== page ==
The SolarPACES TCP supports collaboration to advance development and deployment of concentrating solar thermal technologies. From a system perspective, concentrating solar power (CSP) offers significant advantages. With built-in thermal storage, CSP can improve the flexibility and stability of power systems, provide dispatchable electricity and help integrating more variable renewables.

The Geothermal TCP promotes international collaboration fostering and enhancing the development and sustainable use of geothermal energy. Activities are chiefly directed towards the sharing of information; developing technologies, techniques and best practices for exploration, development and utilisation; and producing and disseminating authoritative geothermal information and data.

The Hydrogen TCP, founded in 1977, works to accelerate hydrogen implementation and widespread utilisation in the areas of production, storage, distribution, power, heating, mobility and industry. The Hydrogen TCP seeks to optimise environmental protection, improve energy security, transform global energy systems and grid management, and promote international economic development, as well as serving as the premier global resource for expertise in all aspects of hydrogen technology.

Hydropwer is the largest source of renewable electricity in the world and it is particularly suited to providing system flexibility. The Hydropower TCP is a global platform for advancing hydropower technology, encouraging the sustainable use of water resources for the development and management of hydropower.

The OES TCP connects organisations and individuals working in the ocean energy sector to accelerate the viability, uptake and acceptance of ocean energy systems in an environmentally acceptable manner. The work of the OES TCP covers all forms of energy generation in which sea water forms the motive power through its physical and chemical properties i.e. wave, tidal range, tidal and ocean currents, ocean thermal energy conversion and salinity gradients.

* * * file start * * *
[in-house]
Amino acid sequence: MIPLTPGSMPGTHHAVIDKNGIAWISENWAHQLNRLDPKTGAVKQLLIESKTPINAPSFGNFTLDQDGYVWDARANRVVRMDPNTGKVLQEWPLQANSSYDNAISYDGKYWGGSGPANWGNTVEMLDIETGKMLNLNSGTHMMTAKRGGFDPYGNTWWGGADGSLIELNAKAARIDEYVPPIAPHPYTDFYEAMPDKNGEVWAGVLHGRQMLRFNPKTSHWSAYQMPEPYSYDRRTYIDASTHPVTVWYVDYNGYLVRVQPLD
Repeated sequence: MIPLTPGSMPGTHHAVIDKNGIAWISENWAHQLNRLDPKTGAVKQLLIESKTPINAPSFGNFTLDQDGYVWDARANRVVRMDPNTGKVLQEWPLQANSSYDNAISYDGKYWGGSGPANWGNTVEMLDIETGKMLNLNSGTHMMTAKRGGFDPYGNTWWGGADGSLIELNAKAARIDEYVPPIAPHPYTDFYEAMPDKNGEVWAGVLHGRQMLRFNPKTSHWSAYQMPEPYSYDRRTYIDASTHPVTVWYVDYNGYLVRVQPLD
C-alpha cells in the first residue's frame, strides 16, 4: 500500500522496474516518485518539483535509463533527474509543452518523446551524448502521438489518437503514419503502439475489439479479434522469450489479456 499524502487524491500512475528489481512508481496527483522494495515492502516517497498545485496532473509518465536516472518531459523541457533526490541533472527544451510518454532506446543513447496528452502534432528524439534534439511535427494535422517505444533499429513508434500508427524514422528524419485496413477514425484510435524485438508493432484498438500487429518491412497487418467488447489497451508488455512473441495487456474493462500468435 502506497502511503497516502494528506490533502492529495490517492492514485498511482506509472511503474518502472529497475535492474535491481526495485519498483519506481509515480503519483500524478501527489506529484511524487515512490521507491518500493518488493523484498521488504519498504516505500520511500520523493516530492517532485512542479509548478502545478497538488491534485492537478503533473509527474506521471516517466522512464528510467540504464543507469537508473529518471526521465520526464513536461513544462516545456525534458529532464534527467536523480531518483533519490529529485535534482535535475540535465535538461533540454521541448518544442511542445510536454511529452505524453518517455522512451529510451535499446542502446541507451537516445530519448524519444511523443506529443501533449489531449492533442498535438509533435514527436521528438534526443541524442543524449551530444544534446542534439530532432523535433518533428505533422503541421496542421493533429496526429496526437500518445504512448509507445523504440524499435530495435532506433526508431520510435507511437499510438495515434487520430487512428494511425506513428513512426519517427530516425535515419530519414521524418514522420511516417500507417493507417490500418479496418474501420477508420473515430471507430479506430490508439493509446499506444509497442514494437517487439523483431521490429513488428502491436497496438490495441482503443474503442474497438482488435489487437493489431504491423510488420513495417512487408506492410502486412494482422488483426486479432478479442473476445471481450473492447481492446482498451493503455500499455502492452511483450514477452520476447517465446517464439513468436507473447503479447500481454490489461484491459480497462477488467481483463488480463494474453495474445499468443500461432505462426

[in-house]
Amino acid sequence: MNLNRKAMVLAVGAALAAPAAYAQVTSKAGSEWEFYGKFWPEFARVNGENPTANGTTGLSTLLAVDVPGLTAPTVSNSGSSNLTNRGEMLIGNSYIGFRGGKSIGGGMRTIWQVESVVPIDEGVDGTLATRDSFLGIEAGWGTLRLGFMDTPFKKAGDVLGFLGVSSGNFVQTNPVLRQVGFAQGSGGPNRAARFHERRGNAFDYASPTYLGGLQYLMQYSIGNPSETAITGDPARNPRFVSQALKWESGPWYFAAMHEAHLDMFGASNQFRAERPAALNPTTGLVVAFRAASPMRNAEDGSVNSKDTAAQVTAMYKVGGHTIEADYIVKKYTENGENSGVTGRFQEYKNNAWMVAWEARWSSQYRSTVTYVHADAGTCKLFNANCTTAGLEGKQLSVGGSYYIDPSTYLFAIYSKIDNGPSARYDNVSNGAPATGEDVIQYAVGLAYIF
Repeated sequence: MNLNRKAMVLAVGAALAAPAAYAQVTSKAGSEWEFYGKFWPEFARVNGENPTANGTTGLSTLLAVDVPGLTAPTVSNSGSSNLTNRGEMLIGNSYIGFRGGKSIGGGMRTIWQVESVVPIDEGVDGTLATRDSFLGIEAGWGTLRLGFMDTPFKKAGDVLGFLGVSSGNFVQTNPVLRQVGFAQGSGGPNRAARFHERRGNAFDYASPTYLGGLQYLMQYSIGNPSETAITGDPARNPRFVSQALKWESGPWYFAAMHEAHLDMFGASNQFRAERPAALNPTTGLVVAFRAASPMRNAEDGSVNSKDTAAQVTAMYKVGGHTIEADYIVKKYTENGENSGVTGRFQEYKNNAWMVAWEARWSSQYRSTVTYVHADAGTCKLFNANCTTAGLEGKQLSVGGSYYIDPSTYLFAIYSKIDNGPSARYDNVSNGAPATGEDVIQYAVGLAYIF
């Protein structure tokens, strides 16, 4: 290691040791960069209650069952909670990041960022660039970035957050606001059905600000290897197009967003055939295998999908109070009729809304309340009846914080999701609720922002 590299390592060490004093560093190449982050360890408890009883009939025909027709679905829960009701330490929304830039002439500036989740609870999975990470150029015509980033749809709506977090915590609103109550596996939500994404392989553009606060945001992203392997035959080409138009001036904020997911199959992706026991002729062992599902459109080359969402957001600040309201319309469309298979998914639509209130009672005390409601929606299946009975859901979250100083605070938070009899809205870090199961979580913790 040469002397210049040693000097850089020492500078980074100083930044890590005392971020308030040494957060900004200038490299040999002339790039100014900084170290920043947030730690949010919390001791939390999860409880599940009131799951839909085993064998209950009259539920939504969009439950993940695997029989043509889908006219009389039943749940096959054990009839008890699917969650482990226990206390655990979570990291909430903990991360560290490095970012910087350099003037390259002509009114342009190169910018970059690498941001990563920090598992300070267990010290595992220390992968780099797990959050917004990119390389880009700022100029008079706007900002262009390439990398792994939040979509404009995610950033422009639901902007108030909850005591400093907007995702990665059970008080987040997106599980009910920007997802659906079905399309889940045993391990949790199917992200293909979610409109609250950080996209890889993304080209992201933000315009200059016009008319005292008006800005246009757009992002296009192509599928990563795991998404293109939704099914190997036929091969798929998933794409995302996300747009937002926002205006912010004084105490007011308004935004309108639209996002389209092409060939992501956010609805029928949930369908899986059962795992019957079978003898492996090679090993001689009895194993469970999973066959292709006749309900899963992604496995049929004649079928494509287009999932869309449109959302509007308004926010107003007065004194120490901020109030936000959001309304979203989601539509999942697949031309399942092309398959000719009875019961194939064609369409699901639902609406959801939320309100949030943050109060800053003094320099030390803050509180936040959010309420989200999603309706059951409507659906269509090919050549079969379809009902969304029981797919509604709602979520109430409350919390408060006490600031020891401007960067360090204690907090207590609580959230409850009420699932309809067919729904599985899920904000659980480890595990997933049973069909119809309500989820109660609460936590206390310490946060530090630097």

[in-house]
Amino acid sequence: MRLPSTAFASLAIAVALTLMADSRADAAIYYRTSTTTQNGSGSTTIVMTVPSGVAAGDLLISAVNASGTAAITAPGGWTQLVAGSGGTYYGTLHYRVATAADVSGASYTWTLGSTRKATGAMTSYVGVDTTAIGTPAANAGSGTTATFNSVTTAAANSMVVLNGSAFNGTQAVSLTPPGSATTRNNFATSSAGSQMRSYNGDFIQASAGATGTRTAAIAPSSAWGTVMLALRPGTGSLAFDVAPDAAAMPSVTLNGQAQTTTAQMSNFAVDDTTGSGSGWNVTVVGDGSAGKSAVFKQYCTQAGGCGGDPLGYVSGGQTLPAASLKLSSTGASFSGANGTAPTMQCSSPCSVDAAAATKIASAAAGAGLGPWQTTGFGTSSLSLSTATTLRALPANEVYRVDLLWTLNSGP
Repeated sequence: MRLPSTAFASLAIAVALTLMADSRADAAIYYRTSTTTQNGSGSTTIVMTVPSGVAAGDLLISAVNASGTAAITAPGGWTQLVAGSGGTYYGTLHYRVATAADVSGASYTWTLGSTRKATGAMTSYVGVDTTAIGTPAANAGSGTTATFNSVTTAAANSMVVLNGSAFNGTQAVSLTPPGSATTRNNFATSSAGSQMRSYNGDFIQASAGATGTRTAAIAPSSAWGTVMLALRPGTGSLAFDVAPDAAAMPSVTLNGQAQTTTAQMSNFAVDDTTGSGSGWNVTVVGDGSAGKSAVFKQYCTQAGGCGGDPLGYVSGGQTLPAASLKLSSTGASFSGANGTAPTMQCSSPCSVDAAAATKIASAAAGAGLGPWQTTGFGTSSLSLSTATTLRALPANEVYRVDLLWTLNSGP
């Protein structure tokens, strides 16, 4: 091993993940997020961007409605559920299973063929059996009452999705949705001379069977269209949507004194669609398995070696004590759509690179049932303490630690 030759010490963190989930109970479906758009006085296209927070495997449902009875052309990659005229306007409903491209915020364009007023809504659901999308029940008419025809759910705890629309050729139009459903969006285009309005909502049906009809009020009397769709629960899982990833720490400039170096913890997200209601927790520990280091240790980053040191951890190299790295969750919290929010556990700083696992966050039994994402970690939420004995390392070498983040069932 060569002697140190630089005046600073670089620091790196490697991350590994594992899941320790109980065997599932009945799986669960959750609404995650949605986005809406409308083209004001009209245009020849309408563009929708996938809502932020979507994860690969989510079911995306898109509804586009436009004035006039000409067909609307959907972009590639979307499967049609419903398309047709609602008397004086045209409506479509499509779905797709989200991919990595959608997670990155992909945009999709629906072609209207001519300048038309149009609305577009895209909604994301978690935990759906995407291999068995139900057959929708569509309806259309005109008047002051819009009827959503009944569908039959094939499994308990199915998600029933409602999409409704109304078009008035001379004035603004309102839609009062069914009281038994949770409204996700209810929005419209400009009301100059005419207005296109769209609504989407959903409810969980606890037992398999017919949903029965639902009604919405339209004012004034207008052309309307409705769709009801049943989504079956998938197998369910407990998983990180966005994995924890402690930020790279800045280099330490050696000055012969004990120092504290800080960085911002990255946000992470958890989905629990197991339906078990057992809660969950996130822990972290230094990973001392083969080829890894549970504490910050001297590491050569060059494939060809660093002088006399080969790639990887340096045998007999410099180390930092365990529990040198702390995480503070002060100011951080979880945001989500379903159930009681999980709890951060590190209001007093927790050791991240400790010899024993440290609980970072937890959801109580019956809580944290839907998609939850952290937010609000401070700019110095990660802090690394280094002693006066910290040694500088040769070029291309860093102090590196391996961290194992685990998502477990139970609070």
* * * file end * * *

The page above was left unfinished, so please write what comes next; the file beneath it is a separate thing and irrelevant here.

Established in 1993, the PVPS TCP supports international collaborative efforts to enhance the role of photovoltaic solar energy (PV) as a cornerstone in the transition to sustainable energy systems. The PVPS TCP seeks to serve as a global reference for policy and industry decision makers; to act as an impartial and reliable source of information on trends, markets and costs; and to provide meaningful guidelines and recommended practices for state-of-the-art PV applications.

Through multi-disciplinary international collaborative research and knowledge exchange, as well as market and policy recommendations, the SHC TCP works to increase the deployment rate of solar heating and cooling systems by breaking down the technical and non-technical barriers to increase deployment.

The Wind TCP’s mission is to stimulate co-operation on wind energy research, development, and deployment (RD&D). The Wind TCP provides high quality information and analysis to member governments and commercial sector leaders by addressing technology development, deployment and its benefits, markets, and policy options.